Under the hood: You’re probably getting your oil changed more than necessary

Stock image | Photo by sumnersgraphicsinc/iStock/Getty Images Plus, St. George News

FEATURE — I change my oil once a year.

At this point, you’re probably thinking either I really don’t drive much or I am criminally abusive to my car. I can assure you it’s not the former, and given all the misinformation out there I don’t blame you for thinking the latter.

Truth is, I drive between 15,000 to 20,000 miles annually and have improved my gas mileage, reduced my maintenance expenses and only had to spend about 20 minutes a year dealing with my oil change. And after 169k miles on my truck, I have an engine that is so clean inside someone once accused me of steam cleaning it.

By “inside” I literally mean the inside of the engine, not the outside. How do I know the inside of my engine is clean you ask? Because I used a flashlight to look. Anal retentive you say? I stand guilty as charged, but my engine is still really clean inside.

So how can this be? Everyone knows that the three certainties in life are death, taxes and the 3,000-mile oil change. Should the foolhardy push but 1 mile over 3,000 on their oil, spontaneous engine disintegration will be the inevitable result. Or will it?

Having owned and operated a shop, I can tell you many people have proven that even plain conventional oil can last longer – much longer – than 3,000 miles.

So what gives? Every corner quick-change shop, all those compelling commercials and probably even your dad have told you to change your oil every 3,000 miles. The short answer to this can be summed up in one word: profits. The more oil changes these companies sell, the more they make.

It is simply too easy to sell a message of “better to be safe than sorry.” While I agree with that conservative approach, you don’t have to overdo it to the extent they promote. Today’s engine oils, even the cheapest generic brands, meet basic minimum standards. A “minimum spec” oil will easily last 5,000 miles in a properly running engine. A good synthetic will go upwards of 10,000 miles. A premium synthetic like the one I use will last 20,000 miles or one year, whichever comes first.

Chemistry and better engine technology have made all of this possible. Engines didn’t always run as clean as they do now. The chemistry of today’s oils, specifically synthetic oil, is light years ahead of what it was when your father performed his own oil change.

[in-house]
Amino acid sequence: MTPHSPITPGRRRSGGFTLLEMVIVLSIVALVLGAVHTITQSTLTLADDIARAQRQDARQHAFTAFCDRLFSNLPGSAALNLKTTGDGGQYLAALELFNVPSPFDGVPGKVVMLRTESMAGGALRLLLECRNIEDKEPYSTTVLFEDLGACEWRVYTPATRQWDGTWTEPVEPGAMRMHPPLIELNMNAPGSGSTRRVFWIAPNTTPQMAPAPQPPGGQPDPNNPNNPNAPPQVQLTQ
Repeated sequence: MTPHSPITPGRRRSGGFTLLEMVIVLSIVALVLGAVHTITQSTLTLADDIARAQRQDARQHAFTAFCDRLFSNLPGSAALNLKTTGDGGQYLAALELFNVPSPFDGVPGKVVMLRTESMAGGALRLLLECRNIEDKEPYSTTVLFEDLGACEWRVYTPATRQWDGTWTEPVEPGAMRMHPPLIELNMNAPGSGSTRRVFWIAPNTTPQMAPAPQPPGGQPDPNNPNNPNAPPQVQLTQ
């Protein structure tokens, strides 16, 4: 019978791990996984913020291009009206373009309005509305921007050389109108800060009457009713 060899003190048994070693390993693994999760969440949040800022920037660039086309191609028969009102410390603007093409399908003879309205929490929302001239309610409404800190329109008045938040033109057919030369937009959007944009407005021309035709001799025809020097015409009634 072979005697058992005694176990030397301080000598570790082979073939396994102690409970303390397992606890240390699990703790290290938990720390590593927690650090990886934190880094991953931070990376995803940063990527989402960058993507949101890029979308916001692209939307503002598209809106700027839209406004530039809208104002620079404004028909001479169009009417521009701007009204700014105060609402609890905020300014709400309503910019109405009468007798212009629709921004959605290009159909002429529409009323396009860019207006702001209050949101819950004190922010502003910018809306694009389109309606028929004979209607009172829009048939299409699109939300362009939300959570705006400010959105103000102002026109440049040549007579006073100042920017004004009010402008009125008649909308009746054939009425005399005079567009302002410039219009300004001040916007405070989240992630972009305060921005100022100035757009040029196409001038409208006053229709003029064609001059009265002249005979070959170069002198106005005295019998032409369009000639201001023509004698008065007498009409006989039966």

But promoting longer oil change intervals and selling less oil is simply not in the best interest of the petroleum industry, so don’t expect the messaging to change anytime soon. But you can still be a more informed consumer and enjoy the same benefits I do.

Image by Ake Ngiamsanguan/iStock/Getty Images Plus, St. George News

First off, only use synthetic oil in your vehicles. The benefits are many, including longevity, improved mileage and extended life of the engine. And it keeps it really clean inside, which I verify when I use my aforementioned flashlight. Synthetic oil also saves me time from fewer oil changes, and even though the oil change itself is more expensive, it saves me money because I only change it once a year.

The trick here is to use a “true” synthetic oil.

Here’s another marketing secret: Not all synthetic oil is actually synthetic based. Due to consumer marketing laws, manufacturers can label a petroleum-based oil as being synthetic if it meets certain performance standards. The fact is petroleum oil is not capable of performing like a synthetic product designed specifically for the task at hand. If you want to maximize the benefits listed above, then you must go with a “true” synthetic oil in your vehicle.

In addition to using synthetic oil, I also use a synthetic “polyester media” oil filter instead of a paper media filter. A polyester filter element can be designed for the task at hand, trapping smaller dirt particles and lasting longer than a natural element like paper. The combination of using a true synthetic oil and a premium synthetic filter allows me to go 20,000 miles or one year in all of my vehicles with zero oil leaks.

There are many rumors out there about using synthetic oil in your vehicle, such as not being able to mix it with petroleum based oil, it makes your engine leak or that it’s no better than regular oil. None of this is true, but in my experience people believe what they want to believe. We embrace technology in almost every part of our lives, so why not do the same with our vehicles’ oil.

In addition to the above, vehicle manufacturers are using synthetic oil to help them meet the higher EPA ratings. Synthetic oil has more lubricity than conventional, so it provides increased fuel economy and less internal wear of components.

My Toyota Tundra is over 14 years old, and the engine looks and runs like the day I drove it off the lot. The day I purchased my truck I drained the “brand new” oil and replaced it with a true synthetic oil and polyester filter. The results speak for themselves.

If you like this idea of saving time and money and want to make the switch, I make all my purchases at this Amsoil website. Don’t be overwhelmed by the sheer scale of options. They have a convenient “Vehicle Lookup” button at the top to help.

You can also reach out to me at [email protected], and I will be happy to help you select the appropriate products. I can also tell you how to save some money on your purchase. When I find a good thing, I want to share it with others, and to date I have helped hundreds of vehicles run more efficiently and save their owners money every year.